Texas shooting leads to gun control measures

19 children and two adults were killed in a shooting at Robb Elementary School in Uvalde, Texas on May 24. The devastation generated much debate regarding future prevention measures like gun control. 

In response to the shooting, as of Sunday, June 12, a bipartisan group of U.S. Senators revealed a tentative legislative deal addressing gun violence. In the past, Many of Texas’ Republican leaders  rejected potential restrictions, but this deal has support from key Republicans. . The statement endorsing the deal was signed by 10 Democrats and 10 Republicans, showing increased likelyhood of being passed.

“Today, we are announcing a commonsense, bipartisan proposal to protect America’s children, keep our schools safe, and reduce the threat of violence across our country,” said a joint statement from the bipartisan group as reported by a June 12 NBC News article. “Families are scared, and it is our duty to come together and get something done that will help restore their sense of safety and security in their communities.”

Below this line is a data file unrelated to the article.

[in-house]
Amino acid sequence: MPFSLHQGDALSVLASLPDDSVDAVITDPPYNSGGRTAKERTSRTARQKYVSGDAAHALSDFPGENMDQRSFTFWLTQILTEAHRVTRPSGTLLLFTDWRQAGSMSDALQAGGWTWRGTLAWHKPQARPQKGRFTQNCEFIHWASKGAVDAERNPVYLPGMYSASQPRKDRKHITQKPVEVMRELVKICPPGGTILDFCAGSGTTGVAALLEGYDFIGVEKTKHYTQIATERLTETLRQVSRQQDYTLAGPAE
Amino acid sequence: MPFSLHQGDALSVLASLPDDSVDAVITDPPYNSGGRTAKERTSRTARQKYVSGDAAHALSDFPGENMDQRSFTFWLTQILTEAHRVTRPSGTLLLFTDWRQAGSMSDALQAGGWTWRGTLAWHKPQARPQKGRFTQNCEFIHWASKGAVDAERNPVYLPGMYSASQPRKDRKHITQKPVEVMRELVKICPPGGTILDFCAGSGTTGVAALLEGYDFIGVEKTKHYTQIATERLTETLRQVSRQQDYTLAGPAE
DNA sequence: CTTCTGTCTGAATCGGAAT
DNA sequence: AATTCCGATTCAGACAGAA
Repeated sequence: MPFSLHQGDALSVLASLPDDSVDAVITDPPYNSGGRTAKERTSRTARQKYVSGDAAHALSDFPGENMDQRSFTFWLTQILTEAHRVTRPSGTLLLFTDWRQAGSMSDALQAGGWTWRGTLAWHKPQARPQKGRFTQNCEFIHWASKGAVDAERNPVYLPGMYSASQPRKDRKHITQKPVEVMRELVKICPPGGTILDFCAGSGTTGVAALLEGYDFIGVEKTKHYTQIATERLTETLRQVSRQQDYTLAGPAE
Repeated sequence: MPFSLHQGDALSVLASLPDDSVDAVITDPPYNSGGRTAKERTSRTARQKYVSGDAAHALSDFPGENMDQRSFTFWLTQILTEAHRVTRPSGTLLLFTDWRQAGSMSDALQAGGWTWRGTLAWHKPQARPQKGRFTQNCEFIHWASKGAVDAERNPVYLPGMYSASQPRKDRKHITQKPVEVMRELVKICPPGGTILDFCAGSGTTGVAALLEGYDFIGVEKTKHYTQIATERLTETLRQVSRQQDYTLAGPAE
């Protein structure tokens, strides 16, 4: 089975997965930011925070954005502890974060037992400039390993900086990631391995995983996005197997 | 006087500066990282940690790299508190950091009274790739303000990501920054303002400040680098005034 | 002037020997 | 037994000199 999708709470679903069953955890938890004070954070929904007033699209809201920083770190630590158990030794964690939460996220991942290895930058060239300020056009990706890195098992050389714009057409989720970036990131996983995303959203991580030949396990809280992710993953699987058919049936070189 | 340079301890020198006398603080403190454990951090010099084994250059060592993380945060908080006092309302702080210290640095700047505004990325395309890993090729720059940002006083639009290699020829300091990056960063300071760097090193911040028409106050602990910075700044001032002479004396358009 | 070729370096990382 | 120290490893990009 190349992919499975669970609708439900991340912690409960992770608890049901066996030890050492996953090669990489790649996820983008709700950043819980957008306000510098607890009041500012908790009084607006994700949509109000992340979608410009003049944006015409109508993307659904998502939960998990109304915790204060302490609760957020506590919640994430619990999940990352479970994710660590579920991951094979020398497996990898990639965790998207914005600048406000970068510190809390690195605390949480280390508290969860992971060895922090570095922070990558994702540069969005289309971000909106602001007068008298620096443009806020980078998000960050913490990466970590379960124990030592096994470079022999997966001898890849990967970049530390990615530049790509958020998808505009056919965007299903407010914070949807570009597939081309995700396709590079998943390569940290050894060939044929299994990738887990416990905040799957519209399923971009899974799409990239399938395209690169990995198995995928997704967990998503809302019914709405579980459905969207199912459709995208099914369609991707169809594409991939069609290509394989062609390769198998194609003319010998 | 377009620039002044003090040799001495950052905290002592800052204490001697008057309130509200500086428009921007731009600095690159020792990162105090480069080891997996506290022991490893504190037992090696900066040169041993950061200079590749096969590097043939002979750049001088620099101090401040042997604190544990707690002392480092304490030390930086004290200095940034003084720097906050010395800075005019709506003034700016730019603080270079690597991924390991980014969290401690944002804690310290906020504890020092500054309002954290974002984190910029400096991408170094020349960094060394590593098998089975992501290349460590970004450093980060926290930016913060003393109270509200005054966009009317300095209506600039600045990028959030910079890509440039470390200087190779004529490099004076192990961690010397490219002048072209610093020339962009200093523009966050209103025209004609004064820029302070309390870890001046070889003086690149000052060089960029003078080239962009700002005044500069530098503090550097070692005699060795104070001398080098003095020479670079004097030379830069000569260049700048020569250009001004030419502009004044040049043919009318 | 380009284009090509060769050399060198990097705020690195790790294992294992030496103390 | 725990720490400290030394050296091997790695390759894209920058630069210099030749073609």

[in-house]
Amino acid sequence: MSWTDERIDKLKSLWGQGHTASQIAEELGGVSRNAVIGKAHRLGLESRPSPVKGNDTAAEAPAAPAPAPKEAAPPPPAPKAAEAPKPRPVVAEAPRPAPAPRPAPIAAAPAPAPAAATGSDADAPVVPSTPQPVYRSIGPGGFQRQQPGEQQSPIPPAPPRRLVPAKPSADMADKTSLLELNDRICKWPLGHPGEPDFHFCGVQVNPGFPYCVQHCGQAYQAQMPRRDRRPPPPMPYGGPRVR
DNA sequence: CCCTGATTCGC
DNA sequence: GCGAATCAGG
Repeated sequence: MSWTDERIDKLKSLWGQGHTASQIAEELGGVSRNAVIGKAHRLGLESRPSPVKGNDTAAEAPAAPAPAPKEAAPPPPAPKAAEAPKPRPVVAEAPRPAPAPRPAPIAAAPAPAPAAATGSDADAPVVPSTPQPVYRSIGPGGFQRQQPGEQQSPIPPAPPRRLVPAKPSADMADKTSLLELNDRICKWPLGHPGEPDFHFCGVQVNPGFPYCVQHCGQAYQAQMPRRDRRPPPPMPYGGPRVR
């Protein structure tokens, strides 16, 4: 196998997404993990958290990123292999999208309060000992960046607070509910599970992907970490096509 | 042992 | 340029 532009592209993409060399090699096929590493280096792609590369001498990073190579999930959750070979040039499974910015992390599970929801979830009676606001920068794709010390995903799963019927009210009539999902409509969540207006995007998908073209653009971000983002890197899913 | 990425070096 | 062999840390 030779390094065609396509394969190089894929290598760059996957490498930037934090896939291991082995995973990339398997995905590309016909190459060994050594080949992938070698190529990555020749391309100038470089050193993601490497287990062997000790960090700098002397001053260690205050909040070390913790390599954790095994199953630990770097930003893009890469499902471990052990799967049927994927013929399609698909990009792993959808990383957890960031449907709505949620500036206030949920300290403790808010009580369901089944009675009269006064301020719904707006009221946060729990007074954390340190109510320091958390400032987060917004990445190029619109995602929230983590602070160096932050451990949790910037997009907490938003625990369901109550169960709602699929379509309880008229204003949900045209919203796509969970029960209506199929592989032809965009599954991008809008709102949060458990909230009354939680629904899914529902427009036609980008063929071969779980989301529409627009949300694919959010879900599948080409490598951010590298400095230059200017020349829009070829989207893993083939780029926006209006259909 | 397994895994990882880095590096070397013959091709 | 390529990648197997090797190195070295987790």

The deal discusses raising the minimum age to buy assault rifles to 21, requiring universal background checks and strengthening mental health funding. It also introduces “red flag laws” or gun control laws that allow firearms to be confiscated by police from those thought to be a danger to others or themselves.

The dominant negotiators of the deal are Sen. Chris Murphy and Sen. John Cornyn. Cornyn is a strong Second Amendment advocate who promises that the deal will not affect the gun rights of law-abiding citizens.

“Our plan increases needed mental health resources, improves school safety and support for students and helps ensure dangerous criminals and those who are adjudicated as mentally ill can’t purchase weapons,” the senators said as reported by a June 12 NBC News article. “Most importantly, our plan saves lives while also protecting the constitutional rights of law-abiding Americans.”